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Gregory C. Harrell, Clerk of Court and Comptroller of Marion County, Florida
Marion County Clerk of Court and Comptroller
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Mental Health

The term “mental health” for our purposes, basically refers to several different types of filings in the Probate, Guardianship, and Mental Health Department. These filings include, but are not limited to, Ex Parte Baker Acts and Involuntary Services, Petitions to Determine Incapacity, and Risk Protection Orders. There is no filing fee for any of the mental health filings except for the Petition to Determine Incapacity. Please refer to the Schedule of Fees and Charges document. Additionally, all types of proceedings filed under this category are confidential and are not public record.

Outlined below are Ex Parte procedures pertaining to Baker Acts and Marchman Acts (Substance Abuse Services), Petitions for Involuntary Placement and Risk Protection Orders as these are the most common filings received within our office. Petitions to Determine Incapacity are filed in conjunction with Petitions for Appointment of Guardian, and the petitioner is required to be represented by an attorney.

Ex Parte Procedures

Ex Parte procedures for either Baker Act or Marchman Act cases consists of a layperson, such as a family member or friend, filing a petition with the court to have someone taken into a mental health facility for evaluation and treatment. The person for which treatment is being sought is referred to as the “respondent.”

If the person is located within Marion County, the petitioner fills out an exparte petition. When the petition is complete, the petitioner swears that the allegations contained in it are true to the best of his or her knowledge and signs his or her name before a deputy clerk. Then the petitioner files it with the Clerk’s Office.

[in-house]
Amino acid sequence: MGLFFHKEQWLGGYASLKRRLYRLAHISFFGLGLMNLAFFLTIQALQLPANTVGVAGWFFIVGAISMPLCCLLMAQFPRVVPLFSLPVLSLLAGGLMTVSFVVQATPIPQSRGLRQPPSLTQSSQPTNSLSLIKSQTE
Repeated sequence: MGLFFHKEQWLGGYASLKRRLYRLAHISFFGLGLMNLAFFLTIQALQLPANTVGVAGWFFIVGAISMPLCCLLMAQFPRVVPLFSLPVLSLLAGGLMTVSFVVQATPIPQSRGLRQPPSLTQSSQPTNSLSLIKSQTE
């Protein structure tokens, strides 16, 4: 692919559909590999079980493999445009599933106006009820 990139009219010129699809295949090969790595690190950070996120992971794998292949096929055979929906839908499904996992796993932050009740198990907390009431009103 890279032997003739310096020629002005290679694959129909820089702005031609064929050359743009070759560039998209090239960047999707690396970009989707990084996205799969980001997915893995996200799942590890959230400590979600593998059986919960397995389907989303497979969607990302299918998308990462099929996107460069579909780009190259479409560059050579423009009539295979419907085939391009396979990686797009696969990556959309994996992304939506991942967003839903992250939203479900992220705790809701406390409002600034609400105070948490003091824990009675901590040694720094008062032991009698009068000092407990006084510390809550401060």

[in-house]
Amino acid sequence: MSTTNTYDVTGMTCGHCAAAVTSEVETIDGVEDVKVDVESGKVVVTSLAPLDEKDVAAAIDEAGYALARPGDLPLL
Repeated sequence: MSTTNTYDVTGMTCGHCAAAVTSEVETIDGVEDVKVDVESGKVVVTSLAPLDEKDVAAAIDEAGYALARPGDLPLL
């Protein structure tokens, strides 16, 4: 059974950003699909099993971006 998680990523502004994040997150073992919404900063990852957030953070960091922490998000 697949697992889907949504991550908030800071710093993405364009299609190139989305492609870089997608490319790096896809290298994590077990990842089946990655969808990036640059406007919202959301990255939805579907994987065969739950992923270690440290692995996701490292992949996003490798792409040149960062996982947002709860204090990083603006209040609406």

The next step is for the clerk to let the judge know there is an emergency petition ready for his or her review. If granted, certified copies are taken to the Marion County Sheriff’s Office for service on the respondent, and for their office to deliver said respondent to the appropriate facility for examination and/or assessment.

Involuntary Placement Procedures

Involuntary Placement cases are filed with the Clerk’s Office by mental health facilities that already have the respondent in their care. Generally, these situations arise when physicians do not feel the respondent is stable or competent enough to leave the facility without being a danger to him or herself or others. For the facility to legally keep the respondent in their care the court must issue an order reflecting that decision.

When a Petition for Involuntary Placement is filed it alerts the Clerk’s Office that there will be a hearing. Once the Clerk’s office is aware that there will be a hearing on a case, a Notice of Hearing on Petition for Involuntary Placement is prepared and processed, and the Public Defender’s Office is appointed to represent the respondent. In addition, the State Attorney’s Office is appointed to represent the facility.

The hearings for these cases are attended by the general magistrate and/or judge, assistant public defender, assistant state attorney, attending physician, and other care providers for the respondent. Family members and/or close friends are also permitted at these hearing.

Upon hearing the testimony of the attending physician, case manager, and other associated health care professionals, a decision is made regarding the treatment of the respondent and an appropriate order is entered.

What forms are provided by the Mental Health Department of the Clerk’s Office?

  • Petition and Affidavit Seeking Ex Parte Order Requiring Involuntary Examination (Baker Act)
  • Petition and Affidavit for Involuntary Assessment and Stabilization (Marchman Act)
  • Petition for Involuntary Services (Marchman Act)
  • Statement of Non-Compliance

These forms are available to purchase in our office.

Risk Protection Orders

In March, 2018, the Florida Legislature passed the Marjory Stoneman Douglas High School Public Safety Act (Section 790.401, Florida Statutes), in response to a tragic school shooting. This act is also known as the “The Risk Protection Order Act”. Risk Protection Orders are also referred to as RPO’s.

Only law enforcement officers and agencies may file an RPO petitions.

Other useful information can be found on the links below: